MAXWELL:  For lack of Legal Services

6/16/1996 – Printed in the PERSPECTIVE section of the St Petersburg Times Newspaper

 

America let down Mariella Batista, a Cuban immigrant who was in this country on “protected parole” status when she was murdered. Her death and the circumstances surrounding it reveal one of the nation’s ugly sides, a callousness on the part of the 104th Congress that devalues human life itself.

On the morning of May 7, Batista, accompanied by her 9-year-old son, was nearing the entrance of the family law building in Riverside, Calif., when Felipe Mirabal, her estranged common-law husband and the father of her son, approached. She was there for a paternity hearing. Mirabal, 31, grabbed the boy and pulled out a handgun. When Batista ran, Mirabal shot her. And as she lay dying on the courthouse lawn, he shot her again. Moments later, sheriff’s deputies rushed from the building and shot Mirabal to death. The boy, now without a mother or father, was unhurt.

Six days before Batista, 28, was gunned down, the federally financed Legal Services Corp., which provides free legal help to the indigent, had been forced to turn down her request for help in obtaining a restraining order against Mirabal. Court records indicate that Mirabal had a history of beating Batista even before the couple and their son fled to the United States from Cuba on inner-tube rafts in 1992.

Mere days before the killing, the GOP-led Congress enacted a law barring Legal Services from representing anyone who is not a lawful permanent resident. The new rule applies even if private money, not federal funds, is available. The bitter irony of this tragedy is that, in a few weeks, Batista was to have had an immigration interview that probably would have granted her lawful permanent resident status.

Those close to the case say that her chance of getting legal status was almost assured because Batista was law-abiding, had a full-time job as a classroom aide and had glowing letters of recommendation.

“Steps which should have been taken to protect Mariella from her abusive (common-law) husband were not taken because Congress denied her the access to the agencies that could have helped her,” Sen. Edward Kennedy, D-Mass., told the Senate Judiciary Committee on June 4. As a member of the committee, Kennedy introduced legislation the next day that would reauthorize Legal Services to represent battered women who do not have legal residency. The measure is still pending.

Unfortunately, few in either chamber of the 104th Congress share Kennedy’s compassion for the likes of Batista, and many of them see Legal Services as the source of an ultra-liberal conspiracy to hand over the republic to the poor, gays, illegal immigrants and other “undesirables.” Most Republicans want to dismantle the 3-decade-old agency that has assisted millions of low-income clients who, otherwise, would have been denied their day in court.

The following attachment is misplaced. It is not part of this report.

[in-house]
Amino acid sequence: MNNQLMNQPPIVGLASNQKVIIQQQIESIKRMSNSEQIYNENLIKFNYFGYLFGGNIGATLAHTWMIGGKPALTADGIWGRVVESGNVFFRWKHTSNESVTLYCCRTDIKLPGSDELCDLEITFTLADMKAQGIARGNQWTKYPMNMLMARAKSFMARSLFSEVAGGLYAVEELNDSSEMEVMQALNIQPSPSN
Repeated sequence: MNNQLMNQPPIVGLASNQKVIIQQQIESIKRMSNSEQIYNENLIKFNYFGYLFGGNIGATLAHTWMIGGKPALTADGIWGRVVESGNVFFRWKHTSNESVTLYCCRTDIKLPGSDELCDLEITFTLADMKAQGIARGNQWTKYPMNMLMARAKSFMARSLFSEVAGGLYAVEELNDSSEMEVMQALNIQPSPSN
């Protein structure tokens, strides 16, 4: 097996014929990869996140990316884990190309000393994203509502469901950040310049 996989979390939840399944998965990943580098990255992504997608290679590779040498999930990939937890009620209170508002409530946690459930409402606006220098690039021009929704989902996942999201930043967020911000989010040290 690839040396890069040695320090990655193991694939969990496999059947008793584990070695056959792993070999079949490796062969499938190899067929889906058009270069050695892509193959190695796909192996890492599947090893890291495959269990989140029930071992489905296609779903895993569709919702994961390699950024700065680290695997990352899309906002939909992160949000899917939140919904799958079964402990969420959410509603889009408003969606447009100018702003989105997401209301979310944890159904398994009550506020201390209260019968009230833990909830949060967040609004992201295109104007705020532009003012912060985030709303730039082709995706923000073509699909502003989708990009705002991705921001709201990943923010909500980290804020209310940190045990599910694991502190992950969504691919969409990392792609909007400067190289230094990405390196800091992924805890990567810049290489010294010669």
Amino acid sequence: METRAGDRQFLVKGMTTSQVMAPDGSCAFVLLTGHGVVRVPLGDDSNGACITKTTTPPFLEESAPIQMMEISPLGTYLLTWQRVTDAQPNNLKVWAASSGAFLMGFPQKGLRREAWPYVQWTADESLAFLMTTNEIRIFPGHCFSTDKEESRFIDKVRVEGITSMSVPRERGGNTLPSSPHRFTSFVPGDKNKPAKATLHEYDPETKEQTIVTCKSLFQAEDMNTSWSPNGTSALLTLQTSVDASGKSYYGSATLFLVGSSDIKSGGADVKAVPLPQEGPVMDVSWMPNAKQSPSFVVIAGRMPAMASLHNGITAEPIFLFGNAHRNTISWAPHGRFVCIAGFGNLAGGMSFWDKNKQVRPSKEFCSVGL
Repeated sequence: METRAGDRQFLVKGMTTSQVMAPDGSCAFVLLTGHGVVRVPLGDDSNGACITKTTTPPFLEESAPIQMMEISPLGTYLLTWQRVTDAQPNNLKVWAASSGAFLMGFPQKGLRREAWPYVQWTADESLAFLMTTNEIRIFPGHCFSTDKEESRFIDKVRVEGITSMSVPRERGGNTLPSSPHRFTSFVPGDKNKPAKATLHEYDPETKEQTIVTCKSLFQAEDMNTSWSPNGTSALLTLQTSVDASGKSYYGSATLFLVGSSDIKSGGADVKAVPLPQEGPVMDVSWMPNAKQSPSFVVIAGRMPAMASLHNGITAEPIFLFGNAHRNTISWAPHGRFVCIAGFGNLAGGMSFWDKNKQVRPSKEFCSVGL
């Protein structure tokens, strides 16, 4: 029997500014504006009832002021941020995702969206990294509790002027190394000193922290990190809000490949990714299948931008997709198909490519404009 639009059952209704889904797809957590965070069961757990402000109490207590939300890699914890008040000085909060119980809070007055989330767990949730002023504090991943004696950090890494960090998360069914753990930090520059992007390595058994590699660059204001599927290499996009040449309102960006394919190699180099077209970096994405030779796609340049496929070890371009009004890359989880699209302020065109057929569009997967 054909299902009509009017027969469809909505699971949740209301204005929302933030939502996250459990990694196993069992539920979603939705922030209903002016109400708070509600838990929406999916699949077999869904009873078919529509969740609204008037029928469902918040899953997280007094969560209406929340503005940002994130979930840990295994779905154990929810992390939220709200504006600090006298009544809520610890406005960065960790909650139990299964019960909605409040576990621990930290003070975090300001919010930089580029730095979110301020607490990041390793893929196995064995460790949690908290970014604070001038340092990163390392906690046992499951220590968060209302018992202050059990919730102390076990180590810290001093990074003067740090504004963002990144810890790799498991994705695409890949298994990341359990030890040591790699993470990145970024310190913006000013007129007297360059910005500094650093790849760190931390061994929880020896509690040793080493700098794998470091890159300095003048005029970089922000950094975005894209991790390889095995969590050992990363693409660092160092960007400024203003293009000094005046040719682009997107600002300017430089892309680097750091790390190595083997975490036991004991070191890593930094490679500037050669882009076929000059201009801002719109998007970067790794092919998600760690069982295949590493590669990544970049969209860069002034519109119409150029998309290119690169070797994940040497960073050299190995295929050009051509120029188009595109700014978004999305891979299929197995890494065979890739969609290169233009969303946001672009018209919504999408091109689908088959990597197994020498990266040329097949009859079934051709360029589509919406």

By all accounts, right-wing Republicans despise Legal Services. And the agency, never timid, has taken on a some high-profile, unpopular clients and causes that outrage the GOP.

The most controversial of these include federal housing residents charged with drug trafficking, AIDS patients, pregnant teenagers seeking abortions, gays and lesbians wanting to adopt children, prison inmates, crack-addicted mothers wanting custody of their children.

Such hot-button cases aside, Legal Services lawyers spend most of their time handling routine matters of survival and human dignity and urging the wealthy and the powerful to do the right thing for the less fortunate. These cases involve keeping problem children from being expelled from school; retrieving security deposits; preventing unfair evictions and repossessions; demanding unemployment benefits; helping in divorce cases in which reconciliation is impossible.

Many Beltway long-timers say that the GOP has gone after Legal Services with an ideological vengeance unmatched in many years. In 1995, for example, the agency had a budget of $400-million. Congress slashed that amount to $278-million for this year, by far the biggest cut of any federal agency.

And next year: a paltry $140-million for a decentralized program, whose Washington-based office divvies out 97 percent of its funds to 300 locally controlled offices nationwide. Just as cynical as the budget cuts are the limitations Congress, with President Clinton’s approval, has placed on lawyers receiving money from the corporation. They are prohibited, for instance, from collecting fees.

This is a crippling blow to the rights of the poor because fees often are awarded in housing, family relations, civil rights, job discrimination and Social Security cases _ the very cases poor people most often face. Corporation lawyers also have been barred from filing class-action lawsuits.

The height of GOP disingenuousness, however, is the argument that poor people can find private lawyers to handle their cases. No sane lawyer anywhere in the nation believes that claim, and Mariella Batista’s situation should serve as a warning.

After Riverside Legal Services rejected her plea for a restraining order, she found an attorney who would help her pro bono. But on the morning of the hearing, the attorney was working on another case. When he finally showed up, officials told him that his client was dead.

Perhaps Batista would have died anyway. But how does one know? Thanks to Congress, she never had the chance to get a restraining order against the man who had beaten her repeatedly _ who had threatened to kill her many times before.